Witches of Lychford: A Vicar, an Atheist and a Witch Have a Glass of Wine


witches-of-lychford-coverThe tiny community of Lychford doesn’t appear to be much, but in its foundations lies a great power. When a major supermarket chain comes to town and wants to rebuild the very roads of the community, the older Judith Mason decides to take a stand. Unfortunately, with a reputation as the town’s crazy person very few people are listening. In fact, her very efforts to be heard have the local group opposing the supermarket soon opposing Judith instead. Lizzie, a local Anglican Vicar senses something is wrong and becomes an unlikely ally. Soon, the two have enlisted Autumn, an “Atheist” with a New Age pagan store in town. Her experiences with the fey folk have lead her to shut herself off entirely. ¬†Nothing is impossible when the local “Witches of Lychford” join forces to fight off the sinister forces hiding behind commerce.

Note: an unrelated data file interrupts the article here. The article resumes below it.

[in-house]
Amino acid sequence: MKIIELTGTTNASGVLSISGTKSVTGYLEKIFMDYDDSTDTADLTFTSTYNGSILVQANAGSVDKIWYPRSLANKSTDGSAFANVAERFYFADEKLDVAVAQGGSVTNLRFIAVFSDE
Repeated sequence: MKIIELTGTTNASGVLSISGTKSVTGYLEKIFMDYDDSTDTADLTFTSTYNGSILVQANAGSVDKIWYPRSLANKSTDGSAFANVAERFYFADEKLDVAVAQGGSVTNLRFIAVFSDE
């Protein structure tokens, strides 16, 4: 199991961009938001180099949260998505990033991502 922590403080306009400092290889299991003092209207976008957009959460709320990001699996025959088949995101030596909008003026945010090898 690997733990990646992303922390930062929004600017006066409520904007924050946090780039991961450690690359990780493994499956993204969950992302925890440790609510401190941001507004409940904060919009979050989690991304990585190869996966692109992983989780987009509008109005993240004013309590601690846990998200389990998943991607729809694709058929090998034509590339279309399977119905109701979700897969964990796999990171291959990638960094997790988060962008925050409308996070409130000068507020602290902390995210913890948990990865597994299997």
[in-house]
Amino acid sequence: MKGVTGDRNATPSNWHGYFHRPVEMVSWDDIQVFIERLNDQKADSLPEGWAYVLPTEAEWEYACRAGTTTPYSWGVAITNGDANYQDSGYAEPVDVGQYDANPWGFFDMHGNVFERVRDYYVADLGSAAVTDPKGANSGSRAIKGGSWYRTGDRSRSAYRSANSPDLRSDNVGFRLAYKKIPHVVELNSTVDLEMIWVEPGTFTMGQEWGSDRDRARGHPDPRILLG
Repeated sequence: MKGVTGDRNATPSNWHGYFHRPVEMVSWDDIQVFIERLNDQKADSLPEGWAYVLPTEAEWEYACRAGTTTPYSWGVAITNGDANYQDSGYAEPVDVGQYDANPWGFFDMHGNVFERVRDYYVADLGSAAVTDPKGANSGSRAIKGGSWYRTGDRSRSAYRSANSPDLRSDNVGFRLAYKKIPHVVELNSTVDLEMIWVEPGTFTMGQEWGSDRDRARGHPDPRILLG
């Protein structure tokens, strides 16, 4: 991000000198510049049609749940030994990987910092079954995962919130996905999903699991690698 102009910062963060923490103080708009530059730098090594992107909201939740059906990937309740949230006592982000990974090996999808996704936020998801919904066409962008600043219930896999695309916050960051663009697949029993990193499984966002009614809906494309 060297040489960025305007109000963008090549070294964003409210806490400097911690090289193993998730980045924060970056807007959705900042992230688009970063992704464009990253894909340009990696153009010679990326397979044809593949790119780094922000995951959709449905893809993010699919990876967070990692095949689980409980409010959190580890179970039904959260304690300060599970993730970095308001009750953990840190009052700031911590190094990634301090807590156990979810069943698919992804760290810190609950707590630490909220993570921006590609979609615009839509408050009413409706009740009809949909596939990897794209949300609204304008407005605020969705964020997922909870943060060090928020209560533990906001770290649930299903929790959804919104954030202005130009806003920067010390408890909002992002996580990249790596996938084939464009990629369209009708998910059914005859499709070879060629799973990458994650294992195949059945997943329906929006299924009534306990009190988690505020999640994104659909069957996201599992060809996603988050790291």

Paul Cornell made a name for himself writing for Doctor Who, so the chances of me not enjoying the novella Witches of Lychford¬†were slim. Cornell captures the feel of a small English town, as well as the intricacies of strong women coming together for a seemingly crazy purpose. One of my favorite exchanges in the book occurs when Autumn attempts to discuss business with Lizzie and offers her some wine. She refers to it as “lady petrol.” This term is quite useful when drinking with your female friends.

Witches of Lychford is fairly short and makes for a good afternoon read, especially with either a pot of tea or a few glasses of “lady petrol.”

Witches of Lychford is available from Tor September 8, 2015.


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